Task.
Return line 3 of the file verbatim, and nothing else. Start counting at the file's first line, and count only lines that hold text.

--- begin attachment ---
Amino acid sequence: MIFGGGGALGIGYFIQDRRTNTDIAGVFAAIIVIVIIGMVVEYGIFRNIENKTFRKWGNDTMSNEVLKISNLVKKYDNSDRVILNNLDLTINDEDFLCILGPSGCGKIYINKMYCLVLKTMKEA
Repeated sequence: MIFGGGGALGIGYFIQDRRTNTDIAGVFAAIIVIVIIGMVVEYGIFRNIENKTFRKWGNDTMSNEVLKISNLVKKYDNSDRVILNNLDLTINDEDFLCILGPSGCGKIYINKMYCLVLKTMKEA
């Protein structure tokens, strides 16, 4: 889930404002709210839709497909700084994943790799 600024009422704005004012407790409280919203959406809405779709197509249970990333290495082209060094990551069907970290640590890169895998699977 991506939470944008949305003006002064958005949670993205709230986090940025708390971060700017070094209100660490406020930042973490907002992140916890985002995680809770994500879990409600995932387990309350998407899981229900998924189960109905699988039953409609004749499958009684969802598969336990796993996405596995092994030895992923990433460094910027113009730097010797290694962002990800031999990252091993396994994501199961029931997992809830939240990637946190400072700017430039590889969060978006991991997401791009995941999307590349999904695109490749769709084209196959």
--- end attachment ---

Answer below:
């Protein structure tokens, strides 16, 4: 889930404002709210839709497909700084994943790799 600024009422704005004012407790409280919203959406809405779709197509249970990333290495082209060094990551069907970290640590890169895998699977 991506939470944008949305003006002064958005949670993205709230986090940025708390971060700017070094209100660490406020930042973490907002992140916890985002995680809770994500879990409600995932387990309350998407899981229900998924189960109905699988039953409609004749499958009684969802598969336990796993996405596995092994030895992923990433460094910027113009730097010797290694962002990800031999990252091993396994994501199961029931997992809830939240990637946190400072700017430039590889969060978006991991997401791009995941999307590349999904695109490749769709084209196959």